Return Of The Living Dead is a great comedic "horror comedy" film. A type of film very common at the time, thanks to classics like Evil Dead 2, Re-Animator or Brain Dead. Return is a pretty original zombie tale all things considered, bringing in a lot of different ideas and a fantastic perfect ending for the film.

Dan O'Bannon added a lot more slapstick and dark humor which really helped it stand-out amongst other zombie films.

It's a great zombie films, gory and really fun. On one hand it's a pure zombie film done right. But it's also pretty funny. And it works great as a sort of indirect sequel to the original Romero film.

The zombies in this film here are quite different from what was done by then, neither the slow or faster zombies, but instead far more clever zombies! They're not aimless cadavers, but hungry for brains!! Which really ends up working nicely for the dark comedy-morbid humor the film's going for.

It's also easily one of the best examples out there of a great directorial debuts in film history, in my eyes. O'Bannon really took care of this project from carefully (re)writing it to putting the pictures on film. It's such a fun and perfect experience, despite how difficult the production was for him at the time.

With great protagonists, a likeable group of characters. Great chemistry amongst the cast. And great tension. 

A really fun and inventive film. O'Bannon is a great filmmaker. The film has a great rhythm and humor to it. It can be funny, scary and gory all at the ame time! And it's all a very 1980s experience, complete with a random striptease scene thrown in for no reason (Romero films had basically no nudity in comparison), other than to foreshadow a pretty creepy death scene.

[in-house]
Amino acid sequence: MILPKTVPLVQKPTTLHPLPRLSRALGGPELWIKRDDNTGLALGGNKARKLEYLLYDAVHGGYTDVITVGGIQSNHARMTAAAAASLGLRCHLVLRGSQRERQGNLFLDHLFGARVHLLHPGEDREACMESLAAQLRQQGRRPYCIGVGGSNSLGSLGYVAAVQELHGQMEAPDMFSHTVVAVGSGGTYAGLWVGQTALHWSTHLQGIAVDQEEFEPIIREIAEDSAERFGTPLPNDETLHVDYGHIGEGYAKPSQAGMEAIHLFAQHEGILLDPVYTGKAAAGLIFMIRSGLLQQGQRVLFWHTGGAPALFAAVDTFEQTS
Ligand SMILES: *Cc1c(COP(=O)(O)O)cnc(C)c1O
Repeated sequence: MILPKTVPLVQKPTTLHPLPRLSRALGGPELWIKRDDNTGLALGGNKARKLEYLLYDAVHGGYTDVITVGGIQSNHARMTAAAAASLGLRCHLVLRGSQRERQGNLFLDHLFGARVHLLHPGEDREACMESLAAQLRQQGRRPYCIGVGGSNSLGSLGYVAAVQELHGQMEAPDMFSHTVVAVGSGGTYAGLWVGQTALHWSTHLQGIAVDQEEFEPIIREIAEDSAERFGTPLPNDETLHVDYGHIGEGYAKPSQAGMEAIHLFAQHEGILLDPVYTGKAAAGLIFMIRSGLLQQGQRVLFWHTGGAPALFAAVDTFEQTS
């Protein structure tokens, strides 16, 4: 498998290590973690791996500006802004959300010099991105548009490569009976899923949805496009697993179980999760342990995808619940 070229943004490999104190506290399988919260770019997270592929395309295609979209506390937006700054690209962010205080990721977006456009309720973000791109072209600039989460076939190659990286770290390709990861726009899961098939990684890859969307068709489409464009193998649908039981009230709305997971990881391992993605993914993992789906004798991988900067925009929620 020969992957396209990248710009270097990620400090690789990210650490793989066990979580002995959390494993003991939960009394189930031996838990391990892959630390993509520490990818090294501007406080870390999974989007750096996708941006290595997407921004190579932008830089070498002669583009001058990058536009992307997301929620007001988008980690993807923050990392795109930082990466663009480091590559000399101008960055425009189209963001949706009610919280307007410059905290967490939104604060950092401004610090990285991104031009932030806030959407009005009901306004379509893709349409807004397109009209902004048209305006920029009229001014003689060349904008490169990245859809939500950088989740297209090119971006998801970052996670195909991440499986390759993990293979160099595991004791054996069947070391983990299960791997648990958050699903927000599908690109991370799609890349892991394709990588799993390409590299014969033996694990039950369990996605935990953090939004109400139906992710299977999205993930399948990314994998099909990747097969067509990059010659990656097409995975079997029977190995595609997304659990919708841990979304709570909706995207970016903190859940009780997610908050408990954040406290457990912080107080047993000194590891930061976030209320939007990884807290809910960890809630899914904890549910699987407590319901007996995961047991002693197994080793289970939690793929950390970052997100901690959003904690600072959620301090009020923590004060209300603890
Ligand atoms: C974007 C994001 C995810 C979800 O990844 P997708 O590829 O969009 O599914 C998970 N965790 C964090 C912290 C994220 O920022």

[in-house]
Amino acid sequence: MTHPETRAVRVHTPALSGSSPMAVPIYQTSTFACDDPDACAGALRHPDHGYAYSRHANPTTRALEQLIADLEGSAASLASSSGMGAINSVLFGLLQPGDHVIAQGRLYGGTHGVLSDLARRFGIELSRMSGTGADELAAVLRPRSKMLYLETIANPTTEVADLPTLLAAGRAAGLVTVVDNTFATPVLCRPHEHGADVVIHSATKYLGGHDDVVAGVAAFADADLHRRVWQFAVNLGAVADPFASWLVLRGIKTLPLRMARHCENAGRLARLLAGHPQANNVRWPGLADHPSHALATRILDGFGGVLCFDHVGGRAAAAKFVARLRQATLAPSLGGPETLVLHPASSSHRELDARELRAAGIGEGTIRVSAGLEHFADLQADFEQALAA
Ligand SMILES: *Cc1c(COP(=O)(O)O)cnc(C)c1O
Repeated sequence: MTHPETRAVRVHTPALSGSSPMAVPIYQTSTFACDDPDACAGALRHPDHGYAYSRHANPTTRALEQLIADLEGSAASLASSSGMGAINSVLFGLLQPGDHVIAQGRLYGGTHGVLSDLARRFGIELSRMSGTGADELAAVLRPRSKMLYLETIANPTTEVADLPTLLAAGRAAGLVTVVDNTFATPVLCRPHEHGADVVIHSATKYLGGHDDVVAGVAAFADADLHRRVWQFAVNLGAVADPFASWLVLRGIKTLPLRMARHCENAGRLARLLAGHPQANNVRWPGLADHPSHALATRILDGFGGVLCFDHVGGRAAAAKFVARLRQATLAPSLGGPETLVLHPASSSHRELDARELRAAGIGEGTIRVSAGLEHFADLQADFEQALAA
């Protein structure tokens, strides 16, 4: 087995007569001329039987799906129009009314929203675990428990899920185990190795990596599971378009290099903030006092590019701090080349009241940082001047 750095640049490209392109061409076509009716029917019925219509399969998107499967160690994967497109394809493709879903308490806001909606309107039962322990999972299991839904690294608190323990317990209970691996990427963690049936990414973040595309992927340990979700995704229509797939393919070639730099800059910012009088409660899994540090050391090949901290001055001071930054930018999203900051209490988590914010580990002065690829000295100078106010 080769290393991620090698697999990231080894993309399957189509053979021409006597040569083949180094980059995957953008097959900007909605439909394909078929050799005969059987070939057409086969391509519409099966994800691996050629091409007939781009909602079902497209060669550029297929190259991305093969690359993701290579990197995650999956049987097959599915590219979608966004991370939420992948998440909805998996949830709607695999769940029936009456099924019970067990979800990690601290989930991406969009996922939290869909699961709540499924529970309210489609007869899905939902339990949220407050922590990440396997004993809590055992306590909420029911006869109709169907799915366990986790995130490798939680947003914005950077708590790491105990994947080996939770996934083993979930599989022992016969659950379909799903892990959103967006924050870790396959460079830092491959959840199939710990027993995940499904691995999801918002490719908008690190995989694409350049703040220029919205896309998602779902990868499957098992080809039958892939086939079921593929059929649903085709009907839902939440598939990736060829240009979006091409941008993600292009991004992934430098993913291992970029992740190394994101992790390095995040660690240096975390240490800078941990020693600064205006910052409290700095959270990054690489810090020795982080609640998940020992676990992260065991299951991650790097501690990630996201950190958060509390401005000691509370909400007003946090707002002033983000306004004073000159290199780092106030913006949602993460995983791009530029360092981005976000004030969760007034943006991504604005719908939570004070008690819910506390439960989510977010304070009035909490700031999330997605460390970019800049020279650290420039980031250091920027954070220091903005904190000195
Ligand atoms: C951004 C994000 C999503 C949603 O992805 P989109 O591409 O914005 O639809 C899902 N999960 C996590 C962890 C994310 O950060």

The "Tar Man" is fantastic and easily the standout creature of the film, performed by actor and puppeteer Allan Trautman (who worked a lot with Jim Henson on The Muppets).

The film ended up leaving quite a mark on pop culture, since it introduced to us the conscious zombies that love to eat brains. Excuse me, I mean "Braaaaiiins!!".

The film had a fairly huge success at the time despite being in direct opposition to Romero's Day of the Dead. But the audience was fairly in favor of horror comedy back then. It ended up winning a lot of awards such as Best Horror Film, Best Make-up, etc.

The brain-hungry zombies are still part of our pop culture today, despite so little of those being actually used in films (usually films seem to rely more on the mindless cadavers kind). But it was such a great idea to have the zombies apparently need to eat brains, not just human flesh.

Return Of The Living Dead is a really fun gift that just keeps on giving. Always fun on a rewatch, it's the perfect example of the best of the genre at the time, with a little bit of everything that made the genre in the 80s: blood, boobs, humor and camp!